Emerging attempts have been made to reduce operative trauma and improve cosmetic results of laparoscopic cholecystectomy. There is a trend towards minimizing the number of incisions such as natural transluminal endoscopic surgery (NOTES) and single-port laparoscopic cholecystectomy (SPLC). Many retrospective case series propose excellent cosmesis and reduced pain in SPLC. As the latter has been confirmed in a randomized controlled trial, patient's satisfaction on cosmesis is still controversially debated.
The SPOCC trial is a prospective, multi-center, double blinded, randomized controlled study comparing SPLC with 4-port conventional laparoscopic cholecystectomy (4PLC) in elective surgery. The hypothesis and primary objective is that patients undergoing SPLC will have a better outcome in cosmesis and body image 12 weeks after surgery. This primary endpoint is assessed using a validated 8-item multiple choice type questionnaire on cosmesis and body image. The secondary endpoint has three entities: the quality of life 12 weeks after surgery assessed by the validated Short-Form-36 Health Survey questionnaire, postoperative pain assessed by a visual analogue scale and the use of analgesics. Operative time, surgeon's experience with SPLC and 4PLC, use of additional ports, conversion to 4PLC or open cholecystectomy, length of stay, costs, time of work as well as intra- and postoperative complications are further aspects of the secondary endpoint. Patients are randomly assigned either to SPLC or to 4PLC. Patients as well as treating physicians, nurses and assessors are blinded until the 7th postoperative day. Sample size calculation performed by estimating a difference of cosmesis of 20% (alpha = 0.05 and beta = 0.90, drop out rate of 10%) resulted in a number of 55 randomized patients per arm.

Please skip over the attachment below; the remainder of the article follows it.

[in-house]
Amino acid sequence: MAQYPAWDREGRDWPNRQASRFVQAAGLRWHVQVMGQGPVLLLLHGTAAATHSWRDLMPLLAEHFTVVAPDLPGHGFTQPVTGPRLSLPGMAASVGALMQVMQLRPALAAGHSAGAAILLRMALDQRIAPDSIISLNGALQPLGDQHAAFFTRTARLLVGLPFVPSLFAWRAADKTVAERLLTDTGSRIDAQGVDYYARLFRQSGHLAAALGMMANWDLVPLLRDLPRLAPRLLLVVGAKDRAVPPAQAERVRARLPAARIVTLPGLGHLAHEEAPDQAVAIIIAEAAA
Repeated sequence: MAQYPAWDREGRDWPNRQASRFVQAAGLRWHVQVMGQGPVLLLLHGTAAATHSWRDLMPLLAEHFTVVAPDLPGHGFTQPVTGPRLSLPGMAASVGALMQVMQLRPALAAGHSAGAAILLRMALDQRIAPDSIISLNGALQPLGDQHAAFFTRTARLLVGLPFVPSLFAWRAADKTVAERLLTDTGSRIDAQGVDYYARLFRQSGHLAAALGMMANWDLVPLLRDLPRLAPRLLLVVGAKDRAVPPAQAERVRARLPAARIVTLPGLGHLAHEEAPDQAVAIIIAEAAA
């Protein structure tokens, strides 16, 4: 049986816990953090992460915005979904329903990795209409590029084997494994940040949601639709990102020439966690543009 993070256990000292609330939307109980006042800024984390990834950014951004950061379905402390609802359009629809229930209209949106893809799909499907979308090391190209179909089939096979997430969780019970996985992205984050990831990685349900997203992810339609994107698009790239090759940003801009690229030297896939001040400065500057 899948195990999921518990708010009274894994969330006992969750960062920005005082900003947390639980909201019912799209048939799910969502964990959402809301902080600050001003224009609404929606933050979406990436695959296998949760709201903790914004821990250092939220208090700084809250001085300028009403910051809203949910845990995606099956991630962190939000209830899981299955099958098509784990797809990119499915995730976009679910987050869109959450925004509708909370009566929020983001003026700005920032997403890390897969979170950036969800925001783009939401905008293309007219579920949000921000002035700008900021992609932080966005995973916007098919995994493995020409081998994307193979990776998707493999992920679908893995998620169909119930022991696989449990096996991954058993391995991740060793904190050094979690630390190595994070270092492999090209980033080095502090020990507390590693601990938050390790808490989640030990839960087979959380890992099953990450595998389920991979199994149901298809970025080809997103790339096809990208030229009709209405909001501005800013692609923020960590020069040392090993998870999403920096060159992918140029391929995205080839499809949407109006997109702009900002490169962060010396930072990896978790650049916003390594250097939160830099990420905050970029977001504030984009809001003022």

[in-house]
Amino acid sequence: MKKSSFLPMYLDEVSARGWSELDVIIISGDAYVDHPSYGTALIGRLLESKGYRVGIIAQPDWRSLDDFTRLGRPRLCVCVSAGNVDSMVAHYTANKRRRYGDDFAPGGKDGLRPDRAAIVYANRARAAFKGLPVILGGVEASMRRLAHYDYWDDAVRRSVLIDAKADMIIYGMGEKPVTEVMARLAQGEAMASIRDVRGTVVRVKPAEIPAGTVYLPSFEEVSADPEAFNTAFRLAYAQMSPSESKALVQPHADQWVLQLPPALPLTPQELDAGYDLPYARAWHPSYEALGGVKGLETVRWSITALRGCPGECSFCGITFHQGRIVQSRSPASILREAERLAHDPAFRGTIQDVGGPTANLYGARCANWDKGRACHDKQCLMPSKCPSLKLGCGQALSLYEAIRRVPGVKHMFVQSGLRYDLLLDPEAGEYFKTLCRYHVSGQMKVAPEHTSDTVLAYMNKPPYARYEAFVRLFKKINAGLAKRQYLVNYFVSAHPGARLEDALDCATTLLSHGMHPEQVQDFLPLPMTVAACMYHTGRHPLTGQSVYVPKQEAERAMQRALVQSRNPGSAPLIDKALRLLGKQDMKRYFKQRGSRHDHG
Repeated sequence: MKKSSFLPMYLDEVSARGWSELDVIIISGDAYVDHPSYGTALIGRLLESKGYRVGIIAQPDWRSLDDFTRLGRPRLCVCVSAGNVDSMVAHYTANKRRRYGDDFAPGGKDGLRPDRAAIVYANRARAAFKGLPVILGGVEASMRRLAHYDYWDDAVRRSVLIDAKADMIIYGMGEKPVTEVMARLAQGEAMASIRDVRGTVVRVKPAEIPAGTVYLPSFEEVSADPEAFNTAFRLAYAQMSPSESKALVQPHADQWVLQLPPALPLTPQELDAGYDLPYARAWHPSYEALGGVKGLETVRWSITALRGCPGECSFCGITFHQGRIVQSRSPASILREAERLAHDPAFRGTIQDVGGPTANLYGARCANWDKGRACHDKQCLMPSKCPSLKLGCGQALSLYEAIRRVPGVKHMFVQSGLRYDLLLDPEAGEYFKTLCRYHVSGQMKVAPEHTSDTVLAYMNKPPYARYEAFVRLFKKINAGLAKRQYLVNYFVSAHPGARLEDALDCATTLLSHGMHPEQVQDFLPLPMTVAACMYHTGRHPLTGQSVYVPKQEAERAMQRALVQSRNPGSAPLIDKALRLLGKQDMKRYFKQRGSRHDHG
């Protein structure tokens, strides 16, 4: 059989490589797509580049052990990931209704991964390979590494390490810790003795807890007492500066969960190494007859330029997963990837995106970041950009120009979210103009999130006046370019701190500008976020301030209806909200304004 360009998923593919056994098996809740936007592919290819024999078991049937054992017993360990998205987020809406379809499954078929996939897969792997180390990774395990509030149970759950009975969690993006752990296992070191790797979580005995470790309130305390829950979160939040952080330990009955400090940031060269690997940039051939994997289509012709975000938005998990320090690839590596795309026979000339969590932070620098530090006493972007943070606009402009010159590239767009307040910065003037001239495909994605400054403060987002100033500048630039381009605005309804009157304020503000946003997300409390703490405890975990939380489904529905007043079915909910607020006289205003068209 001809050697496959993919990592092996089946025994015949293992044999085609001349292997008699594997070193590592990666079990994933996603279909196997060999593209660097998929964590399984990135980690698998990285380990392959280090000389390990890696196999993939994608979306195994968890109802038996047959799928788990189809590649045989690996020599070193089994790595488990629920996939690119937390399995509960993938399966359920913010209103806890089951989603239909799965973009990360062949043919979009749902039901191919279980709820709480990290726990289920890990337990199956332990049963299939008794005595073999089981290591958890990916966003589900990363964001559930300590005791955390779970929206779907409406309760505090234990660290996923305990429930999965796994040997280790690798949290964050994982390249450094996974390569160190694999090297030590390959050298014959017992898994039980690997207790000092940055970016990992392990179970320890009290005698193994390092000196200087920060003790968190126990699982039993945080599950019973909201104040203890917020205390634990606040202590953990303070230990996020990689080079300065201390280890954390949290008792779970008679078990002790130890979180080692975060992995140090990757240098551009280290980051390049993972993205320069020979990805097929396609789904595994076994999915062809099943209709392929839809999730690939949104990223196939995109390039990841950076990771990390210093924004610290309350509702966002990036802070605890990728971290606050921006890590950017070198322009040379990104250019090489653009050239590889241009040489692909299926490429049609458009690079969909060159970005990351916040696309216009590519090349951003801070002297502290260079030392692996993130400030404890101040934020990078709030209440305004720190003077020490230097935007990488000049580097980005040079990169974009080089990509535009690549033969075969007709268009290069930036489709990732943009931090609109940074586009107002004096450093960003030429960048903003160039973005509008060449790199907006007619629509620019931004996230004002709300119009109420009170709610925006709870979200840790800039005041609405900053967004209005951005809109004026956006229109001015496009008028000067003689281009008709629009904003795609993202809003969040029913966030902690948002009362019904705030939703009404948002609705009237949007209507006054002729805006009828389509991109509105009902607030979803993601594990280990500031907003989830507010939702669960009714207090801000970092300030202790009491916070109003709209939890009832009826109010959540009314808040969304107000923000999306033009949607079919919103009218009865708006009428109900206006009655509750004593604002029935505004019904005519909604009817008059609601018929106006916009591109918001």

The SPOCC-trial is a prospective, multi-center, double-blind, randomized controlled study to assess cosmesis and body image after SPLC.
(clinicaltrial.gov): NCT 01278472